Have you included a lot of your life experiences, even friends, in the plot? I could name names. It’s best that I don’t. These people gave me their stories but prefer to remain anonymous.
Do you have any advice for writers? I’m not one of those who says, “Write for 30 minutes every day,” or other such advice. I prefer Hemingway’s “one true thing” – just try to write that, every day, and you’ll make progress. I find that when I get stuck, I do well to write three Morning Pages (from Julia Cameron’s The Artist’s Way) and that usually gets me back on track. I don’t get blocked. Sometimes I just don’t feel like writing. And that’s cool. Walking, gardening, knitting, kneading bread, taking a bath or shower – these are other ways to percolate the juice. If you get stuck, go do one of those. Another trick I use is to type my handwritten notes (after an interview or research). That kick-starts the engine as well.
How long have you been writing? I have been writing since I could write with a pencil – about third grade, when I started writing poems, and fourth grade, when I started writing books in pads of paper; in ninth grade I really started writing poetry, and took high school newspaper, which catapulted me into college newspaper and freelance writing. I was paid for my first magazine article when I was 19. I have been writing professionally for 30 years.
When did you first know you could be a writer? I knew I could be a journalist from high school – but I differentiated “work” writing from “real” writing for many years. Journalism (newspaper, magazines, editing, blogging) paid the bills but felt like cheating because I was then too tired to write a poem. I felt like I was only really writing when I could get a draft of a poem down. In my 40s, I made peace with both sides of the heart and became better at both kinds of writing. My journalism became easier and more poetic; my poetry eased into everyday life. Writing is writing. It doesn’t have to live in hierarchy.
Can you share a little of your current work with us? My great-aunt Doris passed away two years ago and left me her diaries from the 1920s. I fell in love with her writing style and have been publishing her diaries on Facebook and Twitter, a few lines at a time. (Visit Facebook/TheDorisDiaries or Twitter @TheDorisDiaries). Last fall the first volume was published by IV Ink; I’ve Got Some Lovin’ to Do: The Diaries of a Roaring Twenties Teen (1925-1926), which contains these boy-crazy, hair-raising flapper stories from an eyewitness to the times. The second volume is due out this fall, and it’s called Reaching for the Moon: More Diaries of a Roaring Twenties Teen (1927-1929). You can read more about this project at www.thedorisdiaries.com. (Both of those are edited and annotated by me.)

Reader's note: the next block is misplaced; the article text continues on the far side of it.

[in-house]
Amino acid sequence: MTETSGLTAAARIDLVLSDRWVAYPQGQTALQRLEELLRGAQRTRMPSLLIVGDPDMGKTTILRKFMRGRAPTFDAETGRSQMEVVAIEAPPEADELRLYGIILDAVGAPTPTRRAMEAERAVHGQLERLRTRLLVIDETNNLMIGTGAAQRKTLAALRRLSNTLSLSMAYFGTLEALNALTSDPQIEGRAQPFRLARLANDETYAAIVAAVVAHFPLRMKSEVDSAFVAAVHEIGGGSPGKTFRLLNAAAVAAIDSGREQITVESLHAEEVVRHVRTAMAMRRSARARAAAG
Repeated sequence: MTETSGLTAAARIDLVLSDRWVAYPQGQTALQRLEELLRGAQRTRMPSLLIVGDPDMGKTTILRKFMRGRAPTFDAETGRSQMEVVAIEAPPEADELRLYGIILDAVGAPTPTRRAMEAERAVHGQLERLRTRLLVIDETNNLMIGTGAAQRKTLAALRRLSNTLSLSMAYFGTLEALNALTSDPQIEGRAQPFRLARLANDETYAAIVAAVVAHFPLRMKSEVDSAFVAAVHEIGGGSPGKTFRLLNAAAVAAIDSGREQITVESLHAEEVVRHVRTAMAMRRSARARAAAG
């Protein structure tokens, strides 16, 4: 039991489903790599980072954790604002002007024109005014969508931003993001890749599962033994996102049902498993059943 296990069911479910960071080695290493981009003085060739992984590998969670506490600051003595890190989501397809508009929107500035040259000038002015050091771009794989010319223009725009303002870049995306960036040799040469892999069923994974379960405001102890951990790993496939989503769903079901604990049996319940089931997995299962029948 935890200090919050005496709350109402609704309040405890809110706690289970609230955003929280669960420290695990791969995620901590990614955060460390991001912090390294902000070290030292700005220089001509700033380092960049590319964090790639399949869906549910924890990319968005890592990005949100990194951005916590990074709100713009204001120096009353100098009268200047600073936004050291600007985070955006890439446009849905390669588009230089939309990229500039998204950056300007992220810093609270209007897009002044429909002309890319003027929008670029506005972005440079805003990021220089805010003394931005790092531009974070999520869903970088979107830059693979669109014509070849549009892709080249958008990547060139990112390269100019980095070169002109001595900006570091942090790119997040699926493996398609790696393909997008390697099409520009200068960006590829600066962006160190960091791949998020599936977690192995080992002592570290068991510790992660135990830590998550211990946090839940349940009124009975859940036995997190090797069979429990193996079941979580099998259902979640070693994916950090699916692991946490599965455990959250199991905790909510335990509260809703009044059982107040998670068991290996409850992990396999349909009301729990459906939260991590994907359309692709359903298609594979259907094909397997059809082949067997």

A Catholic priest with questions. A penitent woman with a secret past. A jealous friend. The fourth in this lover’s knot? God.
Father Rob Souza faces the forbidden desire of his own heart when Jessica, victim of a brutal assault, comes for counseling. Rob’s best friend, Lawrence, is a priest with an artistic temperament and trials of his own. A Greek chorus of gossiping priests, and church politics riddled with suspicion and battling for souls, force Lawrence, Rob and Jessica to make choices they didn’t intend.
Tongues of Angels offers a peek behind the curtain of the priesthood, offering a funny, poignant look at Catholic angst and ambiguity. Based on a true story, Tongues of Angels is a canny, warm and surprisingly spiritual novel for our time. Now back in print for the 10th Anniversary Edition, through Indie-Visible Ink.
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Genre - Contemporary Romance
Rating – PG13
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